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Dayton Retail Market – Increased Occupancy and Rent Growth Expected

June 18, 2013 / By Aaron Savino, Vice President

The Dayton retail market has had a difficult last several years. It is clear that the South and Eastern Dayton retail market is strong and will continue to retain retailers and have steady to moderate growth. Recent predictions show the east market bouncing back and frustrations with the area lessening. In the Central Business District, there has been a lot of recent interest from restaurants. Interest from retailers is picking up as well but there is need for stability in the area before any large commitments will be made. Over the next few years, Dayton will see occupancy and rent growth in most areas as well as improvement in retail leasing.

Recently, online and internet sales are an increasing trend in the retail market. People have been looking to shop and purchase from larger selections with the added ease of shopping from home. According to an e-commerce article, internet retail sales will compound by 10%per year. This standard has led to the prediction that long term real estate trends in retail will involve smaller concepts, less square footage, and less stock due to online shopping demand increasing. Development of fast casual restaurants and concept stores will increase in Dayton. The areas that will continue to be most attractive for retail in the Dayton region include Beavercreek, the Dayton Mall area, the South market sector, and around Austin Landing.

Retailers in Dayton have used demographics but are also now using psychographics to pinpoint which areas fit best with which retailers. For example, the Dayton suburbs have a broader spectrum of retailers than the downtown market because of the lack of critical mass to support it. The Barbell phenomenon, or the decline of middle ground retailers of products that are mostly bought online now, is currently in effect in Dayton. These are products such as electronics, office supplies, and video games. These trends will cause the Dayton market to see smaller concepts in retail in the future. Value-oriented supercenter stores like Wal-Mart and Target will blur the lines of retail by providing a broad spectrum of products all under one roof. The retail market in Dayton will increase in areas that have a good spectrum of business and overall growth should continue. Major drivers such as Miami Valley Hospital and the University of Dayton will continue to see growth due to the sheer size and draw they both possess.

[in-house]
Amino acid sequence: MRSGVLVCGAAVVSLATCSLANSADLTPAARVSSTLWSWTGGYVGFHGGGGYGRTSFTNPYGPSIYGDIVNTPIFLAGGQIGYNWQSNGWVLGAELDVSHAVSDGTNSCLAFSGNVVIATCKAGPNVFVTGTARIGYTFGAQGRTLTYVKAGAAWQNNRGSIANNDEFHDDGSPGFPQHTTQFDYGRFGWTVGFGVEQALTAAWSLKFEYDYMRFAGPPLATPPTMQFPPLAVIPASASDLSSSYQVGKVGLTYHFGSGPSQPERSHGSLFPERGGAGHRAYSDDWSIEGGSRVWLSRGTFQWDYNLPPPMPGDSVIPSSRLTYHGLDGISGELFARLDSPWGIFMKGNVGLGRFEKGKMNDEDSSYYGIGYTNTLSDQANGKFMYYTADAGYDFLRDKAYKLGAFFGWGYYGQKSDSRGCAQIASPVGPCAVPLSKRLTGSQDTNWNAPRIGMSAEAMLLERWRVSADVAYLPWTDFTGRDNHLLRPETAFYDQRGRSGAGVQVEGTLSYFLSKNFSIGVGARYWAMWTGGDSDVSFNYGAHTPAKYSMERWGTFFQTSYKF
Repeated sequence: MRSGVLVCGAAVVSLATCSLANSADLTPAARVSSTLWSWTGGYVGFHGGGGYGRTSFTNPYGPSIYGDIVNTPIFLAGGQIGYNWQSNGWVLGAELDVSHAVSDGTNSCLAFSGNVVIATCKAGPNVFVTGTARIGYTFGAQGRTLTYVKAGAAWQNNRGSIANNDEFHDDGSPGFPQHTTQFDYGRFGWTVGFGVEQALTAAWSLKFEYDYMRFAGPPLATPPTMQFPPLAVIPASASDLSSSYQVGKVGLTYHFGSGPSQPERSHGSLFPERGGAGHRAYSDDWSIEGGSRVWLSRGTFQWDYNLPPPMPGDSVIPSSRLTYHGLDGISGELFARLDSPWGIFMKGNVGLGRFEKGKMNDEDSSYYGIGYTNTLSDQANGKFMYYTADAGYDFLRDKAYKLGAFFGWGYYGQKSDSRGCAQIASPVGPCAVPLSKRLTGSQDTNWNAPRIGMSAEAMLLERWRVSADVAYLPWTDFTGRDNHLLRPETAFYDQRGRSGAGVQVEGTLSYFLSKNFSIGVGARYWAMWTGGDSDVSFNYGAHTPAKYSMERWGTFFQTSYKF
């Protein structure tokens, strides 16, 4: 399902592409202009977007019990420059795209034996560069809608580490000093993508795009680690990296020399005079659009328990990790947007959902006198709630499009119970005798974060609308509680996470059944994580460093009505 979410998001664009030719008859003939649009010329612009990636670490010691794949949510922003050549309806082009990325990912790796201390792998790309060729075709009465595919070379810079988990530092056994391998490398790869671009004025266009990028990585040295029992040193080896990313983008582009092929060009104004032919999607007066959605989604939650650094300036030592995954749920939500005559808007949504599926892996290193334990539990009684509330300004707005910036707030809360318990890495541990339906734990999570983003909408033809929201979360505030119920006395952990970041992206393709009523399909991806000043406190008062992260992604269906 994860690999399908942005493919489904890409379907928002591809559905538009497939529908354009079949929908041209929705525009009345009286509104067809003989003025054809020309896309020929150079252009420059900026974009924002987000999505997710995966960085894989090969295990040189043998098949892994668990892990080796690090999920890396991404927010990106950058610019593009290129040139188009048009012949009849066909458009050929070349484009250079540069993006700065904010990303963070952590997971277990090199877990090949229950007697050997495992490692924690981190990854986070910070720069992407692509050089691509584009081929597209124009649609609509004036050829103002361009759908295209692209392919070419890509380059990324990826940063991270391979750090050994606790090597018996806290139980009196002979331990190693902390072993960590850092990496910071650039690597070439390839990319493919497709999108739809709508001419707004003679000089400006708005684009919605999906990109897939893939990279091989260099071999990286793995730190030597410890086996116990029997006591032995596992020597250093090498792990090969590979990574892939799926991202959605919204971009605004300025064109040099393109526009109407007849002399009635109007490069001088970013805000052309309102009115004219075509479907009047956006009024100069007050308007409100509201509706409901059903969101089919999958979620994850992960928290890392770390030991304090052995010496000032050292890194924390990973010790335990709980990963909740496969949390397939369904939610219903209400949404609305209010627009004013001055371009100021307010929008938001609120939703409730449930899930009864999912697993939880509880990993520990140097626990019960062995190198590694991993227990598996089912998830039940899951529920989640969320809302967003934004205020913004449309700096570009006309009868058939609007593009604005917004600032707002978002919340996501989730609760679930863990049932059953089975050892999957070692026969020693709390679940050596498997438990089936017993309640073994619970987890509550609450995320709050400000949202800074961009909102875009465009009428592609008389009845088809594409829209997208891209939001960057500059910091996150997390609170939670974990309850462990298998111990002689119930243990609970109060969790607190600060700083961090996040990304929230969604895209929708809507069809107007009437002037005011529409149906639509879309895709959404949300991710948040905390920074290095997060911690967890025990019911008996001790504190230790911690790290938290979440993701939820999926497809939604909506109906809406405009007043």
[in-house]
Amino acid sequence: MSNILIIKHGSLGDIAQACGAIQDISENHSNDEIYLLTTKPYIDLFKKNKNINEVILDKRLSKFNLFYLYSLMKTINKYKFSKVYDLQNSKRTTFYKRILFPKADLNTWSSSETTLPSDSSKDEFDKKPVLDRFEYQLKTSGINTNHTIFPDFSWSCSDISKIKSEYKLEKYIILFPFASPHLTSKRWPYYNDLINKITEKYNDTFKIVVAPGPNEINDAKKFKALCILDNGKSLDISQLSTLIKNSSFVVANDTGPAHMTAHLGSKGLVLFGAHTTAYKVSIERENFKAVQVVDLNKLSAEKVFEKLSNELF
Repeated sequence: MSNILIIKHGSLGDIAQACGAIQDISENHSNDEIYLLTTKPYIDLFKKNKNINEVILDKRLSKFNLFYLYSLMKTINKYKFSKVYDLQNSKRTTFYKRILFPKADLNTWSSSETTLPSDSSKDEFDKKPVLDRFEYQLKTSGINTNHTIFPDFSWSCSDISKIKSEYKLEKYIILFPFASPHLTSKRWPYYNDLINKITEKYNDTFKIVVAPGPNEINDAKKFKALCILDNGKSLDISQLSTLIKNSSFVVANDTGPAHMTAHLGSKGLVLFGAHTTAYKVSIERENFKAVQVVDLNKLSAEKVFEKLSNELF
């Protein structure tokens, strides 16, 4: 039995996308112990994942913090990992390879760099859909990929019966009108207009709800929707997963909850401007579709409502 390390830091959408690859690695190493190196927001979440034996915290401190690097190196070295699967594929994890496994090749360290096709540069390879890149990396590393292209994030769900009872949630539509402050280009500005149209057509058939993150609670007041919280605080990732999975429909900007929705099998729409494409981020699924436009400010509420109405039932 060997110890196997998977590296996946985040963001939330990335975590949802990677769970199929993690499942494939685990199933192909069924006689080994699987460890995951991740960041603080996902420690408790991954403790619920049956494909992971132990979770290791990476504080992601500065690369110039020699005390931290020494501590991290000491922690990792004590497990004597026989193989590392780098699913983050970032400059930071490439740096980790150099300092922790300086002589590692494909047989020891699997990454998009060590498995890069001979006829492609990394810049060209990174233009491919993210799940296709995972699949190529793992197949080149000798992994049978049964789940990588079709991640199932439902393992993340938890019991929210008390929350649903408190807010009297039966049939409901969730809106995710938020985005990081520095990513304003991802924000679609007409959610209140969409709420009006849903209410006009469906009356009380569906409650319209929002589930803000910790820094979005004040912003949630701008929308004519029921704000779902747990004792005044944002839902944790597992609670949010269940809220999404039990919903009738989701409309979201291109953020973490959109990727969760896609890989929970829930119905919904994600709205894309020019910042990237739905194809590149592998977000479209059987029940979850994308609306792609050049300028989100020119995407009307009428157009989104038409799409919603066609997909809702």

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About the author:

Aaron Savino is Vice President for Miller-Valentine Group.

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